31st January 2017
Having spent most of yesterday aimlessly meandering through the alleys, bridges, squares, and public churches of Venice, today I opted for a more organised sightseeing trip. I joined a free walking tour, along with a dozen or so other tourists, and we set off. The guide explained the history of Venice; how the ancient settlers drove thick logs into the shallow sands of the offshore lagoon, upon which they built the first houses and churches. We had covered the origins of the city, and its emergence as a Renaissance trading hub, by the time I had to leave for my bus.
I returned to the hostel, using my phone as a guide, since this time I preferred not to get lost, and collected my bag. I took a quick bus out of the city to the airport on the mainland, where I was going to catch another bus to Ljubljana, Slovenia.
I arrived at the airport in good time, and set out looking for the bus terminal. There was only one car park which I reckoned could serve as the bus stop, so I sat down in a small, sheltered seating area beside it, and waited. There was nobody about, and no buses to be seen either. A few minutes before the bus was due to arrive, a man joined me. He was Venezuelan, but spoke fluent English, and was also heading to Ljubljana. We sat chatting and waiting. The scheduled arrival time came and went. The bus was five minutes late. Then ten. We grew uneasy.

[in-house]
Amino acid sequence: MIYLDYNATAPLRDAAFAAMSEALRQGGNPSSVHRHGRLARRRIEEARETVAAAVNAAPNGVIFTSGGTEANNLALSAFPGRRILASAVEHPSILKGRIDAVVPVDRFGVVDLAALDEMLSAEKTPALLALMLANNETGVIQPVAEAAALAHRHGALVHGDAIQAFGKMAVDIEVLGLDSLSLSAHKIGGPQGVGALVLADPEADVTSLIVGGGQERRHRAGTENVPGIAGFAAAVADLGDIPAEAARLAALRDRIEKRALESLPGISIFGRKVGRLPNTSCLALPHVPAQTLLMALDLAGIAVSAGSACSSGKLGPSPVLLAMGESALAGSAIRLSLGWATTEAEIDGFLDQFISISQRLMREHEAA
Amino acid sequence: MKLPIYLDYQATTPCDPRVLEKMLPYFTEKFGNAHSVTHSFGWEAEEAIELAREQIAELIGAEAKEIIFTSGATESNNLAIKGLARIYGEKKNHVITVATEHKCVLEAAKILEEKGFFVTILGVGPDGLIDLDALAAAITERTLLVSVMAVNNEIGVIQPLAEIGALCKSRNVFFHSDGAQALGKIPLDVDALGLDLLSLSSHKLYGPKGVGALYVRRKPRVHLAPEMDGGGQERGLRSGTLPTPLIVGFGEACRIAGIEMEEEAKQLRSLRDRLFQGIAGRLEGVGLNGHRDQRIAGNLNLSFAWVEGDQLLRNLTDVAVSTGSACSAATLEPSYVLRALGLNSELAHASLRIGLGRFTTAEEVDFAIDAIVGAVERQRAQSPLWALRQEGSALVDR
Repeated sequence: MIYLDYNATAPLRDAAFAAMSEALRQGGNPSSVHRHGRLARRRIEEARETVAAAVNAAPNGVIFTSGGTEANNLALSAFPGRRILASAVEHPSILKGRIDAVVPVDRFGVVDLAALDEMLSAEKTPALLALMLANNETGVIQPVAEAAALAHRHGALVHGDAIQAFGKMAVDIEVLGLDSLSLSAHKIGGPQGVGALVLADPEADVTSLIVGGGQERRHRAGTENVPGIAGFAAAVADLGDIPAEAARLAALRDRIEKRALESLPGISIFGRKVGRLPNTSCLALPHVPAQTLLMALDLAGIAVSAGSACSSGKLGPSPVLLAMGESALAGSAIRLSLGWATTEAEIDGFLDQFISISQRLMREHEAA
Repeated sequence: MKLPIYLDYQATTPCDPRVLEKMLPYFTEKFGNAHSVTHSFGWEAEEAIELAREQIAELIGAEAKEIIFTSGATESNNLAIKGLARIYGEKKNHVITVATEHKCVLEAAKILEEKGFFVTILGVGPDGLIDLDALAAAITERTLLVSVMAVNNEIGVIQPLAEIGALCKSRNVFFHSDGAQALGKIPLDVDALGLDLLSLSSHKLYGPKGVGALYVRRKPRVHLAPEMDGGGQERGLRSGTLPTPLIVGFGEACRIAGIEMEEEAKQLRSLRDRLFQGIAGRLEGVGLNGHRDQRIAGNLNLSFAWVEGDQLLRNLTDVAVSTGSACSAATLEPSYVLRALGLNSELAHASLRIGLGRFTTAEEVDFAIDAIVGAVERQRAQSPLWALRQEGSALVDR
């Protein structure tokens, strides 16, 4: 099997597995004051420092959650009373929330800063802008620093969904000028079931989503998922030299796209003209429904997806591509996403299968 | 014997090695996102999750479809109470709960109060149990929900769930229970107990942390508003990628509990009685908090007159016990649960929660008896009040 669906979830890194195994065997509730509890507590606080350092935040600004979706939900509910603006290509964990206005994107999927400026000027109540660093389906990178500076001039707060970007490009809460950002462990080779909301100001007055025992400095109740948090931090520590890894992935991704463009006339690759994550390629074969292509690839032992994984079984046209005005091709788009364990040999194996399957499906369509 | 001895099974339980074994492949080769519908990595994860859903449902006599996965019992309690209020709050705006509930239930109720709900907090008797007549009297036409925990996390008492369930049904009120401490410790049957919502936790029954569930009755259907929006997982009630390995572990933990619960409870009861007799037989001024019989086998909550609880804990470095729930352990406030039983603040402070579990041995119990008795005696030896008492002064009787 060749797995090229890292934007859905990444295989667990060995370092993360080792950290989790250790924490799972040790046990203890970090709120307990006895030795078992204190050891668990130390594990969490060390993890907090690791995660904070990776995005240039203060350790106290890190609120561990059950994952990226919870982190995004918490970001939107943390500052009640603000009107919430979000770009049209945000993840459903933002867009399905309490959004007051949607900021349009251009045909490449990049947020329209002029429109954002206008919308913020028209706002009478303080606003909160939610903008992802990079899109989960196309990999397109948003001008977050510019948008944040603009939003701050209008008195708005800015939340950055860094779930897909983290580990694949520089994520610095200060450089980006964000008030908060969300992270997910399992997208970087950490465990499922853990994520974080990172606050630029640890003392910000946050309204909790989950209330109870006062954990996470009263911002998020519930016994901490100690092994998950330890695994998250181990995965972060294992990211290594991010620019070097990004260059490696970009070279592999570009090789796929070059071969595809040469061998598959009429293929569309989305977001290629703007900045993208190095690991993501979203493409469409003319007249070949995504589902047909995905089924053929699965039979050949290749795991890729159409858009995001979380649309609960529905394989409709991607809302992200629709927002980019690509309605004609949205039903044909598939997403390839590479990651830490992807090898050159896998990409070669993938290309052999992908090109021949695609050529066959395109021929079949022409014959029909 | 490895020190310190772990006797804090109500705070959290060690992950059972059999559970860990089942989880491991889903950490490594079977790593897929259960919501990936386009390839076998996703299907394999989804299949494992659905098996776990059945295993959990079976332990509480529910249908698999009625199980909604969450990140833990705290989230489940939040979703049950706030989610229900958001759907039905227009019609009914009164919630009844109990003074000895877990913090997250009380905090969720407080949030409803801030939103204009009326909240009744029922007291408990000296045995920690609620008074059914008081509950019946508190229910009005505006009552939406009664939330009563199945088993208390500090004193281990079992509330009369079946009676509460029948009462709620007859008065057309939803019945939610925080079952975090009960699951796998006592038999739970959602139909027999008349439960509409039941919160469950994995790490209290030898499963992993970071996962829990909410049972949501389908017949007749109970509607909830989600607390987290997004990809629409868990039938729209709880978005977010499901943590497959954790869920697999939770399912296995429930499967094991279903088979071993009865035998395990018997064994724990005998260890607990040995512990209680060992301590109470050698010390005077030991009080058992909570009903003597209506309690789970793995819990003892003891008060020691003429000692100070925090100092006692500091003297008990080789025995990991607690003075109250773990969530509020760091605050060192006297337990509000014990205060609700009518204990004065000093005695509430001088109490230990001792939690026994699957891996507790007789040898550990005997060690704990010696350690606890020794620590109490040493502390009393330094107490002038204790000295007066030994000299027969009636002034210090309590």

The Venezuelan rang an Italian friend of his, who had taken the bus before.
“Shit! He thinks we’re at the wrong place!” he shouted, after half a minute on the phone “Follow me!”
We picked up our bags, ran out of the seating area, and began heading back to the airport terminal. I kept looking back towards the car park from which we’d come, hoping our bus may arrive at the last minute, before we lost sight of the place.
“My friend thinks there’s a big bus terminal around here” called the Venezuelan, pointing towards another set of car parks, tucked behind some buildings. He rounded the corner. Just before I followed, I turned to look one final time at where we’d come from, and spotted a large vehicle with a recognisable logo parking.
“Wait!” I screamed at my Venezuelan friend. “I see our bus!”